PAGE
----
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Are There Objective Truths About God (Part 2)?

February 17, 2019     Time: 26:42
Are There Objective Truths About God (Part 2)?


Dr. Craig presents three moderns challenges to the objectivity of truths about God.

KEVIN HARRIS: Welcome to Reasonable Faith with Dr. William Lane Craig. Part two of “Are There Objective Truths About God?” This is a presentation that Dr. Craig made several years ago at the European Leadership Forum in Hungary. Let’s pick it up with Dr. Craig.

DR. CRAIG: A final contemporary attack upon theological truth as the Christian understands it is the most wild of them all: what I am going to call Radical Pluralism. With roots in Eastern Mysticism and radically individualized through the Critical Philosophy of the German philosopher Immanuel Kant, this view holds that each individual constitutes reality for himself, so that there is no trans-subjective truth about the way the world is. On this view, that popular expression “That may be true for you, but it is not true for me” is literally correct. The world has no objective truth about it. There is only the world for you and the world for me. At face value, such a view may seem patently absurd: whether we believe the stove burner is on or not, if we put our hand on it and the burner is on, then we are going to be burned whether we believe in it or not. Similarly, there were surely events going on in the universe before I was born that are entirely independent of me: the Big Bang, the era of galaxy formation, the age of the dinosaurs, and so forth. But these sorts of absurdities result because we are still thinking of an objective world out there and then trying to marry subjectivism to it. Radical Pluralism is much more radical than that. According to Radical Pluralism, there is no objective reality; there is no overarching way the world is. The world has fallen apart and has been replaced by the world-for-me.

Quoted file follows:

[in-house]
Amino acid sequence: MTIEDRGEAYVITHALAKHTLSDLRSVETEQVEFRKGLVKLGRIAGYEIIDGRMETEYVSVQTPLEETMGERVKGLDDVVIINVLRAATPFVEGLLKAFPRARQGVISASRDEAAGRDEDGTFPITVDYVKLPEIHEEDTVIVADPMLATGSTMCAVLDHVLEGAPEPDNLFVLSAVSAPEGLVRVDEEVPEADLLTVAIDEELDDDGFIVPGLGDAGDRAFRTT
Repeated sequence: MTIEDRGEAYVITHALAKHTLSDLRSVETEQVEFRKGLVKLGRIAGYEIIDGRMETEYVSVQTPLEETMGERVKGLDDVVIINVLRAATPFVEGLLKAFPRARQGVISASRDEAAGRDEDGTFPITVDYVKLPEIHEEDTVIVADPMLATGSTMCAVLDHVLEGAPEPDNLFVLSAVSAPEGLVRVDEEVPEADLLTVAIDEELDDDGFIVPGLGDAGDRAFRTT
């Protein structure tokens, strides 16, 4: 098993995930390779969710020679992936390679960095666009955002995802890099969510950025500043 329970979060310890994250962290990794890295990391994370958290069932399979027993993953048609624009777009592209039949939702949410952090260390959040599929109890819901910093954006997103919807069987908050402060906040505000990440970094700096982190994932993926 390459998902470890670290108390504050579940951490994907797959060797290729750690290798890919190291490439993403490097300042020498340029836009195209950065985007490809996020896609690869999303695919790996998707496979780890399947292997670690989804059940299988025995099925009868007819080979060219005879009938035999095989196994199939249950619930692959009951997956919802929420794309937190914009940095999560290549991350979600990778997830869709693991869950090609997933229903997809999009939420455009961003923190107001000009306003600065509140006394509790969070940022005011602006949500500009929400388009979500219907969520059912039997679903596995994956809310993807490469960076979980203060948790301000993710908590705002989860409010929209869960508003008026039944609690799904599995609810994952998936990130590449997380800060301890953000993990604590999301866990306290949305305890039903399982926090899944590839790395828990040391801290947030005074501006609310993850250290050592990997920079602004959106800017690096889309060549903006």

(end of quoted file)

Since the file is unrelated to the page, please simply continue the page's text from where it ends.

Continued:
This Radical Pluralism is antithetical to the Christian world and life view because Christianity ascribes to God a privileged position as the knower of all truth. He stands, as it were, at the pinnacle of a pyramid of diverse perspectives on the world and in the unity of his intellect he grasps the world as it is. There is thus on the Christian perspective a unity to truth and reality which is known to God. Radical Pluralists therefore often see their task as overtly anti-theological in nature. For example, the literary critic Roland Barthes has written the following,